5 Mobile Web Design Tips for a Better User Experience (UX)

User Experience & Mobile Web DesignTalk about mobile web design, and being mobile friendly, has increased dramatically since Google started grading sites based on their “mobile-friendly factor.”

But mobile-friendly web design has been an important consideration since the very first iPhone allowed a person to search the internet in the palm of their hand.

Why? Because no matter what device you’re using — iPhone, iPad, laptop, or desktop computer — you’ve go to provide a good user experience (UX).

What is User Experience?

In a nutshell, UX is exactly what it sounds like: a positive, negative or indifferent experience a visitor has with something.

There are two main types of UX:

  1. Analog User Experience: experiences you have in the real world — like a restaurant, supermarket, the gas station, etc.
  2. Digital User Experience: experiences that occur, as you might have guessed, online

In the case of a mobile website, when the UX is good, a visitor will stick around, and actually look forward to coming back to your site. And when it’s bad, they will hit the back button, never to return.

To follow are 5 mobile web design tips that provide a better user experience — and make your site extremely mobile friendly, too! As our example, we’re using the Cuppa SEO homepage …

  1. Mobile Web Design and the User Experience (UX)Sandwich Navigation: those three bars you see in the upper right hand corner are typically referred to as sandwich navigation. They’re your entire navigation collapsed into three little lines. This is the optimal way to present your mobile navigation. Once the sandwich is clicked, the navigation expands and allows the viewer to choose from the full menu. Sandwich navigation typically sits above or below the hero shot (top image) on a page.
  2. The Hero Shot: this is the main image on your mobile page. It needs to be clean, clear and clutter-free — since it has to be understood on a much smaller screen. For this reason, any calls-to-action (CTAs) you have on your desktop hero shot need to be removed for mobile. As you’ll soon see, they go somewhere else.
  3. Headline: the main headline on any web page is called your “H1.” It’s the largest headline on the page, and it should live toward the top. Whenever possible, limit your headline to 2 lines of copy. This keeps it easy to digest, and gives you more room for #4 and #5 on our list.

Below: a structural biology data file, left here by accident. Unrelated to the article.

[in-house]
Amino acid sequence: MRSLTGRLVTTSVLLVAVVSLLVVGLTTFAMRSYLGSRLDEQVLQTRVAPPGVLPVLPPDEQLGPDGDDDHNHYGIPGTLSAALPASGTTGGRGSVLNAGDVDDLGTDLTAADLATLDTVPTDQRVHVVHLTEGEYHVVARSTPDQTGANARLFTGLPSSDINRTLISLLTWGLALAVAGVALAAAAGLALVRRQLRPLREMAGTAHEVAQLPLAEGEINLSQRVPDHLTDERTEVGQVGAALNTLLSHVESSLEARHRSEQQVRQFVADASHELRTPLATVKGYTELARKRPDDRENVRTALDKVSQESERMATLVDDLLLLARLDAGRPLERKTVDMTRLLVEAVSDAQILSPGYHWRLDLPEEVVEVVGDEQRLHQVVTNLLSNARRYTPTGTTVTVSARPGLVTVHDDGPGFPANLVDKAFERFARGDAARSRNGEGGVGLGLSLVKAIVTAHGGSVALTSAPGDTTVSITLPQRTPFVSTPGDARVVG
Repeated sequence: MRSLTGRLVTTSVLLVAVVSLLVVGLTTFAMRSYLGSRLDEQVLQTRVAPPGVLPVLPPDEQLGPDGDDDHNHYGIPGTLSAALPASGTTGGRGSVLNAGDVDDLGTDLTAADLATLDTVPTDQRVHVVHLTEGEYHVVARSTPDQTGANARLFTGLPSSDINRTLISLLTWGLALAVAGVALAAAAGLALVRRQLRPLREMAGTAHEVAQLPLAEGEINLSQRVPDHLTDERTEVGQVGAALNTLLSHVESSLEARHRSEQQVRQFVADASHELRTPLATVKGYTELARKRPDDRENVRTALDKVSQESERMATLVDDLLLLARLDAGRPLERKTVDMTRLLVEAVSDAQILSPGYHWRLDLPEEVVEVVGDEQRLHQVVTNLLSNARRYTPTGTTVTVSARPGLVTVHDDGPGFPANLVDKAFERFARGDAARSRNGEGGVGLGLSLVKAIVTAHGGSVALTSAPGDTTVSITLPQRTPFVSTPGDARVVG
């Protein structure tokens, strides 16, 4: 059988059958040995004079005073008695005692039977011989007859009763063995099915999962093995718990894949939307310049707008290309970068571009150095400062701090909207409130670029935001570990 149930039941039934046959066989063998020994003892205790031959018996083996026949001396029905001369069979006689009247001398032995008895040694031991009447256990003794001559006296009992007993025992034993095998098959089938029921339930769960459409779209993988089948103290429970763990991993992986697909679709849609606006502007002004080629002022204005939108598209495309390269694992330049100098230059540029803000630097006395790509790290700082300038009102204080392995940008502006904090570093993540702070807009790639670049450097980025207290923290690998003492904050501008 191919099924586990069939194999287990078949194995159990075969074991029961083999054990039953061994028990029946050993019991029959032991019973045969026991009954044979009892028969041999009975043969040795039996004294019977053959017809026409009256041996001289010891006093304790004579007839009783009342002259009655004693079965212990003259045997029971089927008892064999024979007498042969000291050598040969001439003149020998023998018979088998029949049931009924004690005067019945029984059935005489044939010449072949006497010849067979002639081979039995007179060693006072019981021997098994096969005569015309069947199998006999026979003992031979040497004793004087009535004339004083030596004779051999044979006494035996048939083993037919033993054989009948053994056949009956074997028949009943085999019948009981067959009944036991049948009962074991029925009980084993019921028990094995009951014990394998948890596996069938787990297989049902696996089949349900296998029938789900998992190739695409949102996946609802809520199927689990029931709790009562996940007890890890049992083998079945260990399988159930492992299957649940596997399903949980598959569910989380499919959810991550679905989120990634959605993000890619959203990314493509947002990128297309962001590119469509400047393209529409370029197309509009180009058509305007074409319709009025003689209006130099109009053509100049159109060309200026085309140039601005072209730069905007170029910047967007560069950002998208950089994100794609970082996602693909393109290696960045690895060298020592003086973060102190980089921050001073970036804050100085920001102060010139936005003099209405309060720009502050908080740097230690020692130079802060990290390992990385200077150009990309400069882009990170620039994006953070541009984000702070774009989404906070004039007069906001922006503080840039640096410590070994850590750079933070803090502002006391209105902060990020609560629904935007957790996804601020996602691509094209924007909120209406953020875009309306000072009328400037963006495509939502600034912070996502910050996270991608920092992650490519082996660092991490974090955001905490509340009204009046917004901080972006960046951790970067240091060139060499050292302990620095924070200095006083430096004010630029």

4. Introductory Copy: the first couple of sentences of copy needs to live here. You DON’T need to provide every little detail … at least not yet. Intro copy is meant to be just that — a brief overview of where the viewer has landed so they feel they have solid footing. This copy needs to be a large enough font for those of us with older eyes (or transition lenses) to easily read. Writers don’t dismay! The remainder of your homepage (or subpage) copy is still included for mobile websites. It will just live below your …
  5. Call-to-Action (CTA): in Cuppa SEO’s case, we have two CTAs we want to share with visitors on the homepage: Web Design Services and SEO Services. In many cases, your business may only need one call-to-action. In all cases, your CTA should drive visitors to what you want them to do next (so choose wisely). As you can see, both of my CTAs live ABOVE the scroll line, which means the viewer does not have to scroll down to see them.

All of this adds up to a user experience that viewers enjoy, and that Google defines as extremely mobile friendly. 

Next Steps
If you have a website, I encourage you to take a look at it on your smart phone to see if it’s following the best practices laid out above. If not, make the necessary changes. If you need help with the process, feel free to contact Cuppa SEO — we’re always happy to help!

For More About UX
Check our our article, Understanding Online Marketing, Part 2: User Experience

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Posted in How To, User Experience (UX), Web Design
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